The telegraph telegraph shop in Edinburgh has been around for over 400 years and has been used by the Scottish monarchy since 1848.

It is now a museum and the only one left in the world with a museum.

It opened in 1851, the year the monarchy first took over control of Scotland and became the Sovereign of Scotland.

It was the only shop in the Scottish capital to open its doors to the public.

The shop was built in 1858 by the late Lord James Macdonald, who built the first telegraph post at Edinburgh Castle in 1865.

Its original location was at the top of an elevated hill overlooking the city and a street called the Old Bridge.

When the Scottish parliament opened in 1901, it was renamed Edinburgh Palace and its staff were welcomed to its grand entrance.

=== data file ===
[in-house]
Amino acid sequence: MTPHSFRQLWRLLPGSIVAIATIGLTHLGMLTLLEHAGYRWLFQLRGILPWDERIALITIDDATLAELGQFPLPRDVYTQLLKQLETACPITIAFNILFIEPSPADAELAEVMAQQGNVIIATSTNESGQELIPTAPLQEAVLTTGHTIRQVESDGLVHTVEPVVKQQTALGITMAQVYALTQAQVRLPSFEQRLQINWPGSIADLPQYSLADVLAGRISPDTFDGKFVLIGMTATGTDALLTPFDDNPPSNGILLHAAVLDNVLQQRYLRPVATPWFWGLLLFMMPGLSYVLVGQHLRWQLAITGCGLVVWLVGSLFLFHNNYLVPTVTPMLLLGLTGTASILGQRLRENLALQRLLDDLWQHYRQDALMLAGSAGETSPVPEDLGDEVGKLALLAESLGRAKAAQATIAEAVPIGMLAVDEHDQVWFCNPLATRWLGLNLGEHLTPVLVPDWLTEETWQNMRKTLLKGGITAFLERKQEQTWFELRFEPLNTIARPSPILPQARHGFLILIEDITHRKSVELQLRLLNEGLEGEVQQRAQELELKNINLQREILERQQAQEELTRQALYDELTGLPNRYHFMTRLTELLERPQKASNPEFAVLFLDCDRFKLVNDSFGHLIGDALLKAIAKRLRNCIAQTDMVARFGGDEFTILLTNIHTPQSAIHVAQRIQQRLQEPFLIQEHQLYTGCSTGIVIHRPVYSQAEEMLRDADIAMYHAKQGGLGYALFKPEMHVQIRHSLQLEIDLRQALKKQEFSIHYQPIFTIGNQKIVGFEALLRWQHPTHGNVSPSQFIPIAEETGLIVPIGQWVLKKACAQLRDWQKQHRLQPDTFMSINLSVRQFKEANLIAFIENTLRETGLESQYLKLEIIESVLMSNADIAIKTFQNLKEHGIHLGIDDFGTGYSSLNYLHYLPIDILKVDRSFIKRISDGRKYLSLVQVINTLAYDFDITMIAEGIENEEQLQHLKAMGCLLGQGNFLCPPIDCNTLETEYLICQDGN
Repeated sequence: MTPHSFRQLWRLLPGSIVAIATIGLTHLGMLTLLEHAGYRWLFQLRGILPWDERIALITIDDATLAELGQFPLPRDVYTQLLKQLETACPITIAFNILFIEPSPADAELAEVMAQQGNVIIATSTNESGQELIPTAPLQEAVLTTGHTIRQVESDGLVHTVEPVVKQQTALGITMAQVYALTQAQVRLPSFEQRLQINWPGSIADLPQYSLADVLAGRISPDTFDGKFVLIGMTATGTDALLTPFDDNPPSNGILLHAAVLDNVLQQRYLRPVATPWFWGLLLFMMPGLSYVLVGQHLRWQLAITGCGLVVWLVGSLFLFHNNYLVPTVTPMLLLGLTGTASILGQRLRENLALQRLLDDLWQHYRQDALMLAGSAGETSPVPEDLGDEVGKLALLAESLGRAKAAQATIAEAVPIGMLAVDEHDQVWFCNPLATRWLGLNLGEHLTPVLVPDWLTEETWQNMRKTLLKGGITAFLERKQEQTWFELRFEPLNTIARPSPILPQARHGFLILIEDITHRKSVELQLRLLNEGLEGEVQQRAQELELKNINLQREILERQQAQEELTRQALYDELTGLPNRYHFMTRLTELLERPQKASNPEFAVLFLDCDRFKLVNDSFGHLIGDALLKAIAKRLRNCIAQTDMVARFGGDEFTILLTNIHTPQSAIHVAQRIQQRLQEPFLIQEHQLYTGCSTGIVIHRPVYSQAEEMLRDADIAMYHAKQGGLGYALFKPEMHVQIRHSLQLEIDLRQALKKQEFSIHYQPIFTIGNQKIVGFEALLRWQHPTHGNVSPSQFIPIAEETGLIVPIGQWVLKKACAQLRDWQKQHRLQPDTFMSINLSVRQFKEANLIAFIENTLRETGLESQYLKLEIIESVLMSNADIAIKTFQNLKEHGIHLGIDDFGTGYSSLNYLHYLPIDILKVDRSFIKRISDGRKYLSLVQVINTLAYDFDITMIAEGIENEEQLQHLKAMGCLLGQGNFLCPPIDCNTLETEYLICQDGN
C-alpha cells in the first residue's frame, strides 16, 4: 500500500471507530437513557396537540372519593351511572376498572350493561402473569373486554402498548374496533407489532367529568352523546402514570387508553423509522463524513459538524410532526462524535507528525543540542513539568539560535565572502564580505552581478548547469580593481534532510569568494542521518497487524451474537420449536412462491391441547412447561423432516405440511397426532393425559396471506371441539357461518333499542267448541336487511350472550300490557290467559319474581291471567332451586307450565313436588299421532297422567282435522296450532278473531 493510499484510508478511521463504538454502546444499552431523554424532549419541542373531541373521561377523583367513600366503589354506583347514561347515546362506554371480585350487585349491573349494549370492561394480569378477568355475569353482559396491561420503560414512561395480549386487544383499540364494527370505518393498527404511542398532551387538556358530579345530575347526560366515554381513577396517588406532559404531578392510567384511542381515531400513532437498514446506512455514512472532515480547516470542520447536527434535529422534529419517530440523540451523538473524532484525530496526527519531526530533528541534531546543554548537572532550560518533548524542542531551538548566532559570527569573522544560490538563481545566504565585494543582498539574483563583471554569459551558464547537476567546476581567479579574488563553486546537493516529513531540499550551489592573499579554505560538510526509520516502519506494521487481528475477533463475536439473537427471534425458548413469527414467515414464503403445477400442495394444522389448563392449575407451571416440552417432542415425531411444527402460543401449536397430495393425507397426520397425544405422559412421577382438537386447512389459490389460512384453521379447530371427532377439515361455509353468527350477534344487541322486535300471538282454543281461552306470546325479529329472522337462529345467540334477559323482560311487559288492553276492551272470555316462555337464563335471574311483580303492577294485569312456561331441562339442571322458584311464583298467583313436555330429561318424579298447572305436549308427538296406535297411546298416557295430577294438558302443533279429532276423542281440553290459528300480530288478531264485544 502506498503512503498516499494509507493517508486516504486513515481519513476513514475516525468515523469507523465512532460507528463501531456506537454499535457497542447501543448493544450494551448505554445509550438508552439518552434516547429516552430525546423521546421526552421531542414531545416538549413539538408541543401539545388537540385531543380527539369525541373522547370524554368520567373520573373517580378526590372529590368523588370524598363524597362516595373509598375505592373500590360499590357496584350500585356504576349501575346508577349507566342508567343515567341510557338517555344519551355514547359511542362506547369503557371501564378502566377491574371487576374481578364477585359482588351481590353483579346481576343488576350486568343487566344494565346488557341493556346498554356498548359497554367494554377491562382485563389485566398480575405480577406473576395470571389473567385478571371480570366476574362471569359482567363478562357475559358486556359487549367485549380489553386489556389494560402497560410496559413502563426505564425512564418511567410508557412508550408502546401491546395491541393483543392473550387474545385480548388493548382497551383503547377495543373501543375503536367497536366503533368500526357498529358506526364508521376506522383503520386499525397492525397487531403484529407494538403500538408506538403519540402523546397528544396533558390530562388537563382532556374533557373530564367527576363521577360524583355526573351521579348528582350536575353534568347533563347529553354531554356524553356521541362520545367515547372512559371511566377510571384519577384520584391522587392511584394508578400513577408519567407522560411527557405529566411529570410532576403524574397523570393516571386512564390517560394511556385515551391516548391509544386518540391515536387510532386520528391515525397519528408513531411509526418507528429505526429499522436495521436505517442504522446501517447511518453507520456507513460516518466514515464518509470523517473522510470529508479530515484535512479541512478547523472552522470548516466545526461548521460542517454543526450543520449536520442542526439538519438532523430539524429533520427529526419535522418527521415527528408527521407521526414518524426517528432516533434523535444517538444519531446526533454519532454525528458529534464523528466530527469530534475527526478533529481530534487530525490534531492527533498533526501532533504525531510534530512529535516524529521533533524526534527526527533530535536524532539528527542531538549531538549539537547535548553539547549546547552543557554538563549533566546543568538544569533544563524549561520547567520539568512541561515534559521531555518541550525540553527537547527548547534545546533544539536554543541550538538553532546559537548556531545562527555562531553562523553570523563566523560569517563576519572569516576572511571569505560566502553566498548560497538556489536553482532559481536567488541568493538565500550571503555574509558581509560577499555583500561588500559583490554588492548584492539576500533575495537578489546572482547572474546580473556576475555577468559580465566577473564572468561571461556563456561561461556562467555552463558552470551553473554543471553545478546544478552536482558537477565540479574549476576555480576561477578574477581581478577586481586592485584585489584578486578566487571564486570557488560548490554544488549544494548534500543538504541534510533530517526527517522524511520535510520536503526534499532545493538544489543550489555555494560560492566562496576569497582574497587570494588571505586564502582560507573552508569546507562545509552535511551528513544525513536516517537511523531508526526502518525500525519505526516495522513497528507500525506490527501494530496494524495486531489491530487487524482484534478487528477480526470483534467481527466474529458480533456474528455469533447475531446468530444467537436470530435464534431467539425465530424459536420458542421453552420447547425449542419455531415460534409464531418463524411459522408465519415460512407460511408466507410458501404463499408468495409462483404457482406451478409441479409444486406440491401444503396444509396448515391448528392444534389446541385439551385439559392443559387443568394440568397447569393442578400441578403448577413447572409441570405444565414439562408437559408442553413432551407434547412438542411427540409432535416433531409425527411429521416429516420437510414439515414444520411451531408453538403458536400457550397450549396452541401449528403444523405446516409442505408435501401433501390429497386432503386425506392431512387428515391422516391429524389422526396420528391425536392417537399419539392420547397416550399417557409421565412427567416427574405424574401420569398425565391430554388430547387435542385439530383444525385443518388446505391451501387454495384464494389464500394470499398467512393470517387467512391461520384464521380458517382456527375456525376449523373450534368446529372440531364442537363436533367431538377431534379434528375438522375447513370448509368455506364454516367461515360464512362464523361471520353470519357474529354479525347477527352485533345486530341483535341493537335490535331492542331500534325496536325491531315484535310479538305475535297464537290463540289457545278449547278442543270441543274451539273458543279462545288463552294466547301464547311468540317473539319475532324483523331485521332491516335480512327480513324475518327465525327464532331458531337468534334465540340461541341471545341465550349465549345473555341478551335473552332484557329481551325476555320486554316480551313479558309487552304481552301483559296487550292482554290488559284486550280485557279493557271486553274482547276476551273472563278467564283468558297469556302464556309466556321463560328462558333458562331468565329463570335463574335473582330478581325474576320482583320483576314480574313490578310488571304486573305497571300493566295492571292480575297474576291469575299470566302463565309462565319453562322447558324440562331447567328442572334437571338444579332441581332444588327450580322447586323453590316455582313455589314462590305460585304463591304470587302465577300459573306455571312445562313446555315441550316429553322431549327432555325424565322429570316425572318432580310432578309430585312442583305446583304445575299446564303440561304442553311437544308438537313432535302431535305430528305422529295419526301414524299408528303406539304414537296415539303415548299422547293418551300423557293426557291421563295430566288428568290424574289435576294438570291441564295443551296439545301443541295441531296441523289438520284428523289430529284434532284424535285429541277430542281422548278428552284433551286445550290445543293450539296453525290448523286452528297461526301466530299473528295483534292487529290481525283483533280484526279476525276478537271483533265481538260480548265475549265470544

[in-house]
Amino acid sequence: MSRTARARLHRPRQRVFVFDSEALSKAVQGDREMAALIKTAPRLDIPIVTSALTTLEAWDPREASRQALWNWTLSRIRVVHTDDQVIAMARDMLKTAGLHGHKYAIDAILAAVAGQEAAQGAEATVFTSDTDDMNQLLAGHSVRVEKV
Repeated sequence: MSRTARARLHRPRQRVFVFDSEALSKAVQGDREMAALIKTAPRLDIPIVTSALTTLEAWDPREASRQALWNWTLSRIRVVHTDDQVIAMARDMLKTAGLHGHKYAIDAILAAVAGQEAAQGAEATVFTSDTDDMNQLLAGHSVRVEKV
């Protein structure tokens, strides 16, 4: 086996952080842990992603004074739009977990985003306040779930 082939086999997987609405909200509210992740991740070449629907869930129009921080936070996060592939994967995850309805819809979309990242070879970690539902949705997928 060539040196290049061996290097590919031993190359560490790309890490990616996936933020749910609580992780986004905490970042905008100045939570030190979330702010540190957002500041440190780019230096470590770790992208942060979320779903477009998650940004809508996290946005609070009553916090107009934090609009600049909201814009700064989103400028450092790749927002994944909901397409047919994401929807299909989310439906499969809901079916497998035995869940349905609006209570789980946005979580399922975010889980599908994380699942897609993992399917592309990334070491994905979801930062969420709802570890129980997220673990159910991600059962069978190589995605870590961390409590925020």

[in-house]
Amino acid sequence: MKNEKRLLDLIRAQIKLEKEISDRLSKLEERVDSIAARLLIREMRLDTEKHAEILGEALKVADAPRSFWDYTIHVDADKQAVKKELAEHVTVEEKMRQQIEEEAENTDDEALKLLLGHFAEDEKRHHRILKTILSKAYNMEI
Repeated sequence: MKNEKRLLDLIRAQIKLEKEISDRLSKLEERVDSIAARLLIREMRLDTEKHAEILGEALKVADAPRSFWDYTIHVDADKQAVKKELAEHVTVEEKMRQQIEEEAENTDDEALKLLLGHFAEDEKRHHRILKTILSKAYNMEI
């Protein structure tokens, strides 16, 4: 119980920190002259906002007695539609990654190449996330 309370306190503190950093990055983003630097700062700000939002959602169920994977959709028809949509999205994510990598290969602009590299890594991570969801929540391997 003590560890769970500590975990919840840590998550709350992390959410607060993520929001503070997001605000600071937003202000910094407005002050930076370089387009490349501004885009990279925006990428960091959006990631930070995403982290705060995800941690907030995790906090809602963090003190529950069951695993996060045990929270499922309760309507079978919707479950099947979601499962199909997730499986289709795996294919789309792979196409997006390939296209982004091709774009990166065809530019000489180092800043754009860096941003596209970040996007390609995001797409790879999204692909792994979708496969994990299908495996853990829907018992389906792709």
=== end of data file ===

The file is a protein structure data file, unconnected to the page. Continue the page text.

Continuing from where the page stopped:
Now the shop is being restored and has a museum, the Telegraph House, which houses the telegraph, post office, telegraph station and telegraph and telephone services.

In the early 1980s, it closed after a year-long renovation, but now the shop’s new owner has opened it to the general public for a special occasion.

It will be open from the 23rd of May to the 25th of September for a day of public art, with the Queen, Prince Charles and the Duke of Edinburgh taking part.

To mark the occasion, the shop will be offering free tea and refreshments from 4.30pm.